This week’s Bioinformatics Bite will show you how to run a BLAST search in a custom database that you create using Entrez queries. Also, if you’re interested, NCBI has a YouTube video that covers this topic.
To review, there are 2 ways to search the NCBI databases:
Remember Entrez? This search engine allows you to apply field tags to refine your search results. These field tags vary by database, which makes sense because different datatypes necessitate different contextual fields. For example, you can find the field tags for the sequence databases (Nucleotide, Protein, GSS, EST) here.
Let’s go back to our Constructing a BLAST Query post from last month. We’re going to focus on
Step 4: Choose your database (search set)
Here are my parameters:
- Algorithm type: nucleotide BLAST
- Query: NM_001182936.1(Saccharomyces cerevisiae S288c Ras family GTPase RAS2)
- Search name: yeast ras2
- Database: refseq_RNA
- Specific algorithm: blastn (somewhat similar sequences)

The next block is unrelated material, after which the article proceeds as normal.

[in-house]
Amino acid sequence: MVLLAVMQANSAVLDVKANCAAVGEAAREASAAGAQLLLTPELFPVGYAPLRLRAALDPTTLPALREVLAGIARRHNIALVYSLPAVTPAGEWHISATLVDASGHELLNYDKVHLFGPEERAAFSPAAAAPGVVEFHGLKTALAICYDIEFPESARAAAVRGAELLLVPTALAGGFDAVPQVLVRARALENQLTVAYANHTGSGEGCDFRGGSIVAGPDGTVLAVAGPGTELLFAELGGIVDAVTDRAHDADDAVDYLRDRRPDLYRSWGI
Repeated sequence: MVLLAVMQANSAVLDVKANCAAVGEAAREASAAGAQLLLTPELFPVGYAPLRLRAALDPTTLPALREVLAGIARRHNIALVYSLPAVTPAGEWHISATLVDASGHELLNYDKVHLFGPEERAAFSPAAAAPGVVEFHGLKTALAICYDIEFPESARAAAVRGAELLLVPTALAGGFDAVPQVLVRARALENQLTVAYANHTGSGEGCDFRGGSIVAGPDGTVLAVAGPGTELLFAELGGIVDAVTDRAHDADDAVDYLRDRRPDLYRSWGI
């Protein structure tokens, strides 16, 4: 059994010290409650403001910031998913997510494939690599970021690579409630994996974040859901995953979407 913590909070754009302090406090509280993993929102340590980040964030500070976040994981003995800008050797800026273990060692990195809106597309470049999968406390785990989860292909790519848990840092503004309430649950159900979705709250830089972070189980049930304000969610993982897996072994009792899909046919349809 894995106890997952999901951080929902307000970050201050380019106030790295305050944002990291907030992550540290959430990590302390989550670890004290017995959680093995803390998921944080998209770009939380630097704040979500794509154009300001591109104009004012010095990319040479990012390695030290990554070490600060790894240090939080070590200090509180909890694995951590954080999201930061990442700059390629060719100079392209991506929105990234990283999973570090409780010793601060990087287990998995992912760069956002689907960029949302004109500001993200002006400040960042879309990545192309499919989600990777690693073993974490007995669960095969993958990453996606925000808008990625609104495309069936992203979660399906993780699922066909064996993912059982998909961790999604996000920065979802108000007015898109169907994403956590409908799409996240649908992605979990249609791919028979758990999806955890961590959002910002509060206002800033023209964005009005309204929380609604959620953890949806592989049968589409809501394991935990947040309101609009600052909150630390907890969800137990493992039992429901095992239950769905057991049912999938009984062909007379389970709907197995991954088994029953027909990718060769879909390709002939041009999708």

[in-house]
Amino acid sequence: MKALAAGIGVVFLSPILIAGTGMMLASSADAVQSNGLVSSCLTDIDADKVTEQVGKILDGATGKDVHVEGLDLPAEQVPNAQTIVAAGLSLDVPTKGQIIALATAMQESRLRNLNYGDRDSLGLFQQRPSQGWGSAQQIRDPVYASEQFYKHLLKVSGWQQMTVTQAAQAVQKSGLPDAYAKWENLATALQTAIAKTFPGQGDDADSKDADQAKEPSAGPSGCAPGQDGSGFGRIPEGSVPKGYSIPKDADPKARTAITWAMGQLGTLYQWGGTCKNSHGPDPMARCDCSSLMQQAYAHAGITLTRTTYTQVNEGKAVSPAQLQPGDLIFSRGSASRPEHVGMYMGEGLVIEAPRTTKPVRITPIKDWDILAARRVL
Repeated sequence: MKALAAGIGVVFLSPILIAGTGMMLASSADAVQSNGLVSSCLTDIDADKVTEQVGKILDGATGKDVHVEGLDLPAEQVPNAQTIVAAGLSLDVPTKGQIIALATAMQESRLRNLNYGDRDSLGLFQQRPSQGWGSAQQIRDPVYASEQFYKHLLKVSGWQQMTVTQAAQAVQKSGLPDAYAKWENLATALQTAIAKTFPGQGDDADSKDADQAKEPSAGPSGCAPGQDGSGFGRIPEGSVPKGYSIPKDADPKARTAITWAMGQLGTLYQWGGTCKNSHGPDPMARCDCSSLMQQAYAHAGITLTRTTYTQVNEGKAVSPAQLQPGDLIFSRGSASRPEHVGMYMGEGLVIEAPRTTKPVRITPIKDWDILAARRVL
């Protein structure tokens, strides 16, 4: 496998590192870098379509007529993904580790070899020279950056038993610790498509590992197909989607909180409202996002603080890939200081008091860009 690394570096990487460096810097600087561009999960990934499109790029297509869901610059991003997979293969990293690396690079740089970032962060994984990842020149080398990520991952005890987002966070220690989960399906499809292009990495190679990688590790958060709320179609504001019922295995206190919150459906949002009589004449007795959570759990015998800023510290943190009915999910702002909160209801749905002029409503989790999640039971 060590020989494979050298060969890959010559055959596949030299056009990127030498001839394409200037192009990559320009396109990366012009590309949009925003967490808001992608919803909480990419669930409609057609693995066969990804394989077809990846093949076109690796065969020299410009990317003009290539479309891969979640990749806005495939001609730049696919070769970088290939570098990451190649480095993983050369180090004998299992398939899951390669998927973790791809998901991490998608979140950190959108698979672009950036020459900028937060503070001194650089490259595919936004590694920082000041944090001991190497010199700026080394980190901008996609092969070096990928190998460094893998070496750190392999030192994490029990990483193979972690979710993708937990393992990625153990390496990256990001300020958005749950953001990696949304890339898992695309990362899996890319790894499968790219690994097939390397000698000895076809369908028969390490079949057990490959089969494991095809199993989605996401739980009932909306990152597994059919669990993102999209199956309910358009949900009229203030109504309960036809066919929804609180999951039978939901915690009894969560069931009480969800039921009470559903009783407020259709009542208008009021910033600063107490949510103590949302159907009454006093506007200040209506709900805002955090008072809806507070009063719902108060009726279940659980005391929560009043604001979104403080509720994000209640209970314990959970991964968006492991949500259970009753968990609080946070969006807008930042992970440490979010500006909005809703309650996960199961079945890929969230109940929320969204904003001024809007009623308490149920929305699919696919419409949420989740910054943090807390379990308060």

I’m starting with a pre-made database and we’ll refine from there. Enter this information into nucleotide BLAST query page and hit BLAST.
Let’s take a look at the results taxonomically by clicking Distance Tree of Results.
This action will open a new window.
The results are from 3 taxonomic groups: yeast, animals and protists. Let’s zero in on the animal group.
First, return to the original BLAST page.
Then, change the view so we only see sequences from animals by clicking Formatting options above the search summary and typing animals in the Organism field in the Limit results section. The taxid for animals will autofill as you type.
The top result from Drosophila wilistoni. Keep that e-value in mind.
Now, instead of filtering the search results from the refseqRNA database, let’s create a custom search set. First, click Edit and Resubmit above the search summary.
Now, limit the search to animals entering animals in the Organism field. This parameter reduces the number of records in the search set.
Now, let’s look at the e-value from Drosophila wilistoni again.
It changed from 2e-47 to 1e-47, but all of the other values in the table stayed the same. it changes because the the e-value is dependent on the size of the search dataset. The larger the dataset, the more likely that you’ll get a coincidental match even though the sequences are related. Hence, the e-value went down as the size of the database went down.
I hope this tutorial has illustrated the importance of creating custom search sets and recording algorithm parameters.
- Tobin Magle, Biomedical Sciences Research Support Specialist